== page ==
Iran’s city gears up for biggest Islamic tourism event

Tabriz in northwest Iran seeks to step out of the twilight with a spectacular gala which is set to attract heads of state, business leaders and gurus of the hospitality industry to the biggest tourism event of Muslims states in 2018.

6 February 2018
ID : 1536
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Tabriz in northwest Iran seeks to step out of the twilight with a spectacular gala which is set to attract heads of state, business leaders and gurus of the hospitality industry to the biggest tourism event of Muslims states in 2018.

The city, a key location on the Silk Road and a gateway to Europe and East Asia, has been named by the Organization of Islamic Cooperation (OIC) as the 2018 tourism capital of Islamic countries.  

The recognition has induced the city - once the center of culture and Islamic civilization and the seat of many diplomatic, political and international missions – to reinvent itself.

Tabriz is fabled to have been the historical site of the Garden of Eden. The city is one of the most ancient and largest in Iran, with a history of some 4,000 years.

According to the 13th century travelogue of Venetian merchant and adventurer Marco Polo, Tabriz attracted merchandise from India and Iraq, the Persian Gulf and many other places. At the time, it was the capital of the Persian empire which stretched from Egypt to Central Asia and from the Indian Ocean to Armenia.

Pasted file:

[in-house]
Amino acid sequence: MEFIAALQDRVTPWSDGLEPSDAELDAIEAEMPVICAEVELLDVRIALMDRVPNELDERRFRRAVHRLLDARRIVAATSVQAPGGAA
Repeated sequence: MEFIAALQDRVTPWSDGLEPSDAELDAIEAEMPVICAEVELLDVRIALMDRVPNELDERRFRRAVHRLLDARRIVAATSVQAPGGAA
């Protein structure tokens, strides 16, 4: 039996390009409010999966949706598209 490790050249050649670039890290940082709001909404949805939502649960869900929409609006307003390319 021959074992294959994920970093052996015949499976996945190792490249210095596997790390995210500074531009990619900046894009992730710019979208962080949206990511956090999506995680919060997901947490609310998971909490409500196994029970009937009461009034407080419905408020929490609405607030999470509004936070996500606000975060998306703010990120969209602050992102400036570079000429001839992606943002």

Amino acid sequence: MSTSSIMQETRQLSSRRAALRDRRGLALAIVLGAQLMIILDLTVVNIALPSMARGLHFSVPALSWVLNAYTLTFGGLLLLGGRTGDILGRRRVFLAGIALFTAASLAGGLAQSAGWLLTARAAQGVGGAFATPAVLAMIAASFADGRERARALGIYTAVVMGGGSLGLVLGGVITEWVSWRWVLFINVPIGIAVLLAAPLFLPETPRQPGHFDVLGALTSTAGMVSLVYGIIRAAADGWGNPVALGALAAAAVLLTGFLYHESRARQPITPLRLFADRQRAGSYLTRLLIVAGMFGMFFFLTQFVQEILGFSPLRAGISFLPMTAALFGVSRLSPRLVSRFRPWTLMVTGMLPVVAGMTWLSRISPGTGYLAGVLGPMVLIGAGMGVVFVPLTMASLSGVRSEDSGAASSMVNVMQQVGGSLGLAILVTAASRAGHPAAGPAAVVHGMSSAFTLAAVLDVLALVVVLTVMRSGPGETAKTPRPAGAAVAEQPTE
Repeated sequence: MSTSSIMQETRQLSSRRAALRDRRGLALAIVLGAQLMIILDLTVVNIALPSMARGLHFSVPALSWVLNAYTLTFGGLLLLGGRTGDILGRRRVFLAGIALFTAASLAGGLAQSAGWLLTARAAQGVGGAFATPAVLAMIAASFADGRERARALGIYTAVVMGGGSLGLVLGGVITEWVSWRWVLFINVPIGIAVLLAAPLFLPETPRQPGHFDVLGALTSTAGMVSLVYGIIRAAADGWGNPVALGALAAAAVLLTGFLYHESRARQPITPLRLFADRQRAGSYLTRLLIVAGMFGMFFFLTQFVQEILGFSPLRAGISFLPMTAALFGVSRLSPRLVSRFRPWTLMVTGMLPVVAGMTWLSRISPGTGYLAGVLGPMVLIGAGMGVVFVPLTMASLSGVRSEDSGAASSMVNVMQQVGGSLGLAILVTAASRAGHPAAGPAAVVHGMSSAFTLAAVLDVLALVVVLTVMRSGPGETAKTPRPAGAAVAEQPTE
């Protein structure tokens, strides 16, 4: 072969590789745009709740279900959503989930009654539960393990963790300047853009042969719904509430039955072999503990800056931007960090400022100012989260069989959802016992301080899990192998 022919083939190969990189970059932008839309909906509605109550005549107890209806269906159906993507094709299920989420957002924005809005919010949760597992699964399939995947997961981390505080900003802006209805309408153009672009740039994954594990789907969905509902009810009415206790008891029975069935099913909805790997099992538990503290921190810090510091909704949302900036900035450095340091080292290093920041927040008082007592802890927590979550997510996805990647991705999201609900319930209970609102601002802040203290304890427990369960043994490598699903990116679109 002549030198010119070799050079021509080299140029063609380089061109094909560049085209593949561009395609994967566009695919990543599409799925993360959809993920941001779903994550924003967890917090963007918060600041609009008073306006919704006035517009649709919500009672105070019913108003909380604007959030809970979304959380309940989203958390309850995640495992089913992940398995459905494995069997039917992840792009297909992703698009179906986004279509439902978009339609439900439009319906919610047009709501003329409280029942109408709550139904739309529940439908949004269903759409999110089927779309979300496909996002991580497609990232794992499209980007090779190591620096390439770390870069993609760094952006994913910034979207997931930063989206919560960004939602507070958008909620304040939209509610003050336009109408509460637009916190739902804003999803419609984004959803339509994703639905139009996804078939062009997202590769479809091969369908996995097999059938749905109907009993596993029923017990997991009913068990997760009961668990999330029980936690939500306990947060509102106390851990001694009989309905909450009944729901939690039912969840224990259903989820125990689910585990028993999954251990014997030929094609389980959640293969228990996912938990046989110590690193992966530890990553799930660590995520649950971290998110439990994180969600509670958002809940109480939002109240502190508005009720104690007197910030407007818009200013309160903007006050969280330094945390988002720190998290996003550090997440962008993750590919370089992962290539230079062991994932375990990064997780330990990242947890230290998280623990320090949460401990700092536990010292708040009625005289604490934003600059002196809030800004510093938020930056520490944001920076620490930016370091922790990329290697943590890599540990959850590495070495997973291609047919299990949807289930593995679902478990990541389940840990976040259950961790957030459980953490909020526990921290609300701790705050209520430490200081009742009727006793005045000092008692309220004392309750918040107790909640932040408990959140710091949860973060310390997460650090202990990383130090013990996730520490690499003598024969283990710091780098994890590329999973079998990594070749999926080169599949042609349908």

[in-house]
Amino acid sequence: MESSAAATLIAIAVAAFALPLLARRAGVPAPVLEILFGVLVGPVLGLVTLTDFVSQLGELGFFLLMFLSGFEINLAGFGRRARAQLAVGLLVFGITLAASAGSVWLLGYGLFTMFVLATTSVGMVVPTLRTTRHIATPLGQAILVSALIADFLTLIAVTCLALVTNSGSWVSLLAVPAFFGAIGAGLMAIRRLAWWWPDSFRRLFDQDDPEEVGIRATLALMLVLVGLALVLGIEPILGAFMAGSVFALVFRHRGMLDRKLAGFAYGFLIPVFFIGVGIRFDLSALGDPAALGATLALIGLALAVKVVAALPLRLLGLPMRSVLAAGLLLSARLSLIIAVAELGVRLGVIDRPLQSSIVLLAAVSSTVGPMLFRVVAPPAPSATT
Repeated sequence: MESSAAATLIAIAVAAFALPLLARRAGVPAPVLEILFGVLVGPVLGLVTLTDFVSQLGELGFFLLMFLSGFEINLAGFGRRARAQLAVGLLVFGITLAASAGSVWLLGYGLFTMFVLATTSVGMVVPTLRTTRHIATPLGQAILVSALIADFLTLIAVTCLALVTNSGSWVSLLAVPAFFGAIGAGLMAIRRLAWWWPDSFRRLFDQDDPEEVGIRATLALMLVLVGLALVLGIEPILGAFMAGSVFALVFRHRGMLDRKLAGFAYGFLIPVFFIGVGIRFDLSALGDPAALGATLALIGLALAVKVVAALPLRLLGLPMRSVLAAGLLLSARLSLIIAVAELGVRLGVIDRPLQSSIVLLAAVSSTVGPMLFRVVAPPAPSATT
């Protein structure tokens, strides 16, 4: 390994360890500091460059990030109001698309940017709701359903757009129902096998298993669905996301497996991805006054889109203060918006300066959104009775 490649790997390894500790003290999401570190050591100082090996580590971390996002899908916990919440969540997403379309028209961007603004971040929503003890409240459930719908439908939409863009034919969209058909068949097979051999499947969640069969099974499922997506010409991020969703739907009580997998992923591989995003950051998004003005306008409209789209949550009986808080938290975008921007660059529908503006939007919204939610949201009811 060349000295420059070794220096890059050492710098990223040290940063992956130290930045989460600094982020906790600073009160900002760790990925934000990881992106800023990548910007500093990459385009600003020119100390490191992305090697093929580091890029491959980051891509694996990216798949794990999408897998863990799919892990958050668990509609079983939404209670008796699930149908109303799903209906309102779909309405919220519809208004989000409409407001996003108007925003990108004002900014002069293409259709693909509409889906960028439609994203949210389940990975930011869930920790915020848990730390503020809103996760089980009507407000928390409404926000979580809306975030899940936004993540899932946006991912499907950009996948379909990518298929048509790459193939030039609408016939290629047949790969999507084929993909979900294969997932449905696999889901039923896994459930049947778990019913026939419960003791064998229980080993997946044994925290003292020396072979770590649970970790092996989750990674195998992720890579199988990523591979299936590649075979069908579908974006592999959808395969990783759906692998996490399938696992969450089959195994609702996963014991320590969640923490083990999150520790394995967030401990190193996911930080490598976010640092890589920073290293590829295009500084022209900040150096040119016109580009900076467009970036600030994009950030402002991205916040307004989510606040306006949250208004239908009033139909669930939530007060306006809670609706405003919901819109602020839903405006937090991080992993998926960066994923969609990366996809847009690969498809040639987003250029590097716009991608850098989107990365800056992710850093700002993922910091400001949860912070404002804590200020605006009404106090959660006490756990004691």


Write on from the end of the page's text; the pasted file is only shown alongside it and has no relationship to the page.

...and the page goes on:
When Persia opened up to the West at the end of the nineteenth century, Tabriz became a European foothold as industry grew, making it Iran’s economic capital. The carpet, textile, footwear, cement and food processing industries that are still the key components of the city’s economy have roots in this period.

The city was also one of the first to embrace modernization and many of the new developments in Iran’s history used to happen in Tabriz, such as the print shop, public cinema, theater, municipality, kindergarten, school for the deaf and the dumb, modern school, newspaper and firefighting service.

Resurrecting image

Modern Tabriz has lost its position as Iran’s second city and economic hub, but it is still the largest metropolitan area in the northwest. The city is also a major heavy industry center for automobiles, machine tools, refineries, petrochemicals, pharmaceutical products, leather goods and carpets.

This pivot to industry has had its downsides, where tourism has been neglected overall. Tabriz gets very little limelight which it deserves in Iran’s promotion of the country’s splendid ancient heritage in places such as Isfahan, Shiraz, Yazd and Mashhad.

The Azeri-speaking city has also a few image issues mostly rooted in the stereotypes which some Iranians bear toward it, one being the rumor that a Tabrizi would not answer you if you asked him for an address in Persian.

“… I experienced the city and its inhabitants as extremely friendly, sympathetic and helpful,” German author Christoph Werner writes in his book An Iranian Town in Transition: A Social and Economic History of the Elites of Tabriz.

Like many other Iranian Azeris, Tabrizis are “renowned for their business sense and seriousness” as put by Reuters reporter Jon Hemming.

Over the past few years, the ancient trading hub of labyrinthine bazaars has hurtled ahead on a remarkable course of expansion and development in spite of US-led sanctions which have impacted Iran’s economy in general.

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